Wednesday 21 January 2015

Apostolic Regression

According to Christian Today, we now know that the Church of England is set to further deepen its division over Women Bishops.

In yesterday’s article by Ruth Gledhill, she has revealed that when the new ‘Traditionalist’ Bishop - Philip North - is consecrated, the Archbishop of York and his new Diocesan Bishop will not participate in the consecration of the new Bishop at the crucial moment – at the laying on of hands.

Why is this?

At first sight this may sound like a snub to the new Traditionalist Bishop. Not participating in his consecration sounds like a snub – but nothing could be further from the truth.

The reason why they will not lay hands on him, is because a week earlier they will both fully participate in the consecration of the first woman Bishop, Libby Lane. 

And because they will participate in the laying on of hands of a woman Bishop, traditionalists appear to consider them ‘tainted’.  Or in plain English, because they have consecrated a woman, they no longer qualify to take part in the consecration of a man - well, not a real man anyway!  They have become ‘tainted’ by consecrating a woman.

At the heart of this issue is the Anglo-Catholic belief in Apostolic Succession – an unbroken line of consecrations and ordinations properly conducted by the hands of men to the heads of men – which they believe can be traced right back to the Apostles, who were in turn ordained by Christ.

In the minds of traditionalists, this unbroken line is everything.  It’s like an unbroken electric current connecting today's priests and bishops to the Apostles and Christ.   If you break the circuit, it ceases to connect you to the heavenly light bulb – the whole thing breaks down.

Not only is such a connection Biblically spurious, but it also assumes that God’s hands are bound such an arbitrary set of rules.  It is a theology which negates the ministry of all Christians who have not been ‘properly’ ordained in the line of Apostolic Succession.  It couldn't be further removed from the wind of the Spirit which Jesus talked about in John 3 - the wind which blows where it wills.  It couldn't be further removed from Jesus’ conversation with the woman at the well in John 4 – where Spirit and Truth replaces slavery to places, regulations and restrictions.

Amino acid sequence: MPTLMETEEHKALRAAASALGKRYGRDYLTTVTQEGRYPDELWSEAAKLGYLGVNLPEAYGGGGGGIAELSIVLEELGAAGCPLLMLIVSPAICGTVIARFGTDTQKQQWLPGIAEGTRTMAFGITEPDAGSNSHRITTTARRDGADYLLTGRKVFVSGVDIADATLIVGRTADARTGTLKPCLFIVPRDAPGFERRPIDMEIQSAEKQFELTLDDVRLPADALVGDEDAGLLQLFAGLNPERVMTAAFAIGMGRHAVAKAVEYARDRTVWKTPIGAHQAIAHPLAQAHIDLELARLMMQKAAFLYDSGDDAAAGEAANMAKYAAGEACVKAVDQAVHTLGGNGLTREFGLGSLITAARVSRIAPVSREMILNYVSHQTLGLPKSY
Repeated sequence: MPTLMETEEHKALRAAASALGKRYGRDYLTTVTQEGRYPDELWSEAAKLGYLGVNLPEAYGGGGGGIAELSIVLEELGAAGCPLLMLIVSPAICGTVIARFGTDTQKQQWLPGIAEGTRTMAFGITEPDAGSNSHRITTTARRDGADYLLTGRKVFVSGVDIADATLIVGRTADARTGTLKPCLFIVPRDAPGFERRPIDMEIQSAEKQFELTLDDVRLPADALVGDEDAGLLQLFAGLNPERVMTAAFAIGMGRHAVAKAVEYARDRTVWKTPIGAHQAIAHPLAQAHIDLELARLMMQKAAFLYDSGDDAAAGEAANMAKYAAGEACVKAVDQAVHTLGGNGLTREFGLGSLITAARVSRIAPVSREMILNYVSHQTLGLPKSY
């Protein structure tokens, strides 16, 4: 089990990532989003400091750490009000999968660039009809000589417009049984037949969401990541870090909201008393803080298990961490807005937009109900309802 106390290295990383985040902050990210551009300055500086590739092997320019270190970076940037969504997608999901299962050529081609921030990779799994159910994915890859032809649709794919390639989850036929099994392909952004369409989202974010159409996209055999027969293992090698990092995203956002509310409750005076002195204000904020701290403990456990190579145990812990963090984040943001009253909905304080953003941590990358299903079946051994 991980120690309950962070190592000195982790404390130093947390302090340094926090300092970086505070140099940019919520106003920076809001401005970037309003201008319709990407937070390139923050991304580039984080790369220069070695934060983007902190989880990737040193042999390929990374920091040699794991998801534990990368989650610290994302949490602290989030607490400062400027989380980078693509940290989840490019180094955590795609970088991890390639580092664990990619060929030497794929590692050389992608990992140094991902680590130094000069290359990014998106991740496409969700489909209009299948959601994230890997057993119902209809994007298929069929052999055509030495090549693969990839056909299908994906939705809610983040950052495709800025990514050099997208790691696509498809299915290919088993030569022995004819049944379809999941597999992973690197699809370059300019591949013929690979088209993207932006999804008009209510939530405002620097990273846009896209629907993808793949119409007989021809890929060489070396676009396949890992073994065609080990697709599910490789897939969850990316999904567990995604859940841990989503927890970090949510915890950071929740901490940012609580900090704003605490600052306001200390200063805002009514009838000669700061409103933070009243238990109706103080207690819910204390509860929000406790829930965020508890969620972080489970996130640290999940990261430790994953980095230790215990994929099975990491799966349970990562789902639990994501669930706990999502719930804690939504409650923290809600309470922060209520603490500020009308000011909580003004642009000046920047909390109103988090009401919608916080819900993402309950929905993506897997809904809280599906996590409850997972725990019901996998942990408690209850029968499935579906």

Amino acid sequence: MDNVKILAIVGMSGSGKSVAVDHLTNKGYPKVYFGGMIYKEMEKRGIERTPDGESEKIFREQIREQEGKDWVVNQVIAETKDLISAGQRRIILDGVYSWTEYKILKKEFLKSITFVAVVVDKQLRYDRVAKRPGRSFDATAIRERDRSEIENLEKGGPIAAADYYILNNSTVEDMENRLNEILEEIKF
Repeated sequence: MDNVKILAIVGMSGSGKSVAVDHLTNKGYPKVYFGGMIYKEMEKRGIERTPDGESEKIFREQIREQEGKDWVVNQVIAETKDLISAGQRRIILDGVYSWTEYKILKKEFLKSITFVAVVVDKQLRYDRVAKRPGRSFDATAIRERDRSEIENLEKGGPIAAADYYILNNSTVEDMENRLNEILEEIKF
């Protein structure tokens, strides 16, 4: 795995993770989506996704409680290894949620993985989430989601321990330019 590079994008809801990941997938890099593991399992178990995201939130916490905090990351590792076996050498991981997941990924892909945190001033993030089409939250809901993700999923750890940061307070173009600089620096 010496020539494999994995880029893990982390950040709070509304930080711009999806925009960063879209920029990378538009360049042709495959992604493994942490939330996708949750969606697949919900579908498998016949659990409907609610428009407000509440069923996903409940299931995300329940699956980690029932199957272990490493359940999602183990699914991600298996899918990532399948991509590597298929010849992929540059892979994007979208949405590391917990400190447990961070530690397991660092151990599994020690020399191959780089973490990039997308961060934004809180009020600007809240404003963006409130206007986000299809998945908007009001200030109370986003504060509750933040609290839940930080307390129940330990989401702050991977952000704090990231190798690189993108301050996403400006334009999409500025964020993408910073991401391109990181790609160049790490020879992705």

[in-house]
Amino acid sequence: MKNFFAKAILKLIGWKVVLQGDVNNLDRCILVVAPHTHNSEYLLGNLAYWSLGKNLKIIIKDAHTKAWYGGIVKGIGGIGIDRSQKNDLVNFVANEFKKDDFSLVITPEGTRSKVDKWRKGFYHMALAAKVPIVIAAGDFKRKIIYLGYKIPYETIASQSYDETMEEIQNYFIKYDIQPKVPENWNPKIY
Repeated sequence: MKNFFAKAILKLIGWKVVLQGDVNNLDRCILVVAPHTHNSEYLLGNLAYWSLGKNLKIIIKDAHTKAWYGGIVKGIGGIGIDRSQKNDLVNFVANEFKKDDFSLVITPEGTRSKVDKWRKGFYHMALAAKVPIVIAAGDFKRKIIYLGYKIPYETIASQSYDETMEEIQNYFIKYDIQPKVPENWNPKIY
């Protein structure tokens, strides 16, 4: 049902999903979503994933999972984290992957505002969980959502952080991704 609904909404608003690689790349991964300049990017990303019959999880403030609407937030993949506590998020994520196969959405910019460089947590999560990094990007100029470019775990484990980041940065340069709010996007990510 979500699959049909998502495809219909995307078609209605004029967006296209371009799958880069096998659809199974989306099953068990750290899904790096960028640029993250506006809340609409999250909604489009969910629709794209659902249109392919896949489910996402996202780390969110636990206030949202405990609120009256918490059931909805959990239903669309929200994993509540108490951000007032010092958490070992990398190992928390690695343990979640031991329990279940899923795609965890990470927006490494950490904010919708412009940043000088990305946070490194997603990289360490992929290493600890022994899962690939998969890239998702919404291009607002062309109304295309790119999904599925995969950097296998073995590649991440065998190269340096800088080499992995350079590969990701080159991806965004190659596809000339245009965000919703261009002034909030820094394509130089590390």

This kind of belief in Apostolic Succession is designed to exclude those who do not fit the ‘right’ ecclesiastical mould – to restrict and constrain rather than release and set free.  This is not the truth which Christ talked about - the Truth which sets us free.  Rather it harks back to an Old Testament legalism – the very same legalism which got Christ crucified in the first place.

It is more like Apostolic Regression than Succession – regressing to a pre-Christian understanding of God and priesthood, and ministry.

So what should the Archbishop of York and Bishop of Blackburn do?

They certainly should not give in to this superstitious legalism.  If a new traditionalist Bishop is to be consecrated, it should be a consecration by the whole church – not just by those who are ‘untainted’ in his eyes.

When Paul talked to Timothy (in 2 Timothy 1)  about “the gift of God, which is in you through the laying on of my hands”, he first reminds him of a different succession involving two women in his life – the succession of faith passed down from his grandmother to his mother, and then to him.  It is the succession of faith which counts in God’s eyes – from believer to believer – men and women - of faith in the Good News of Christ.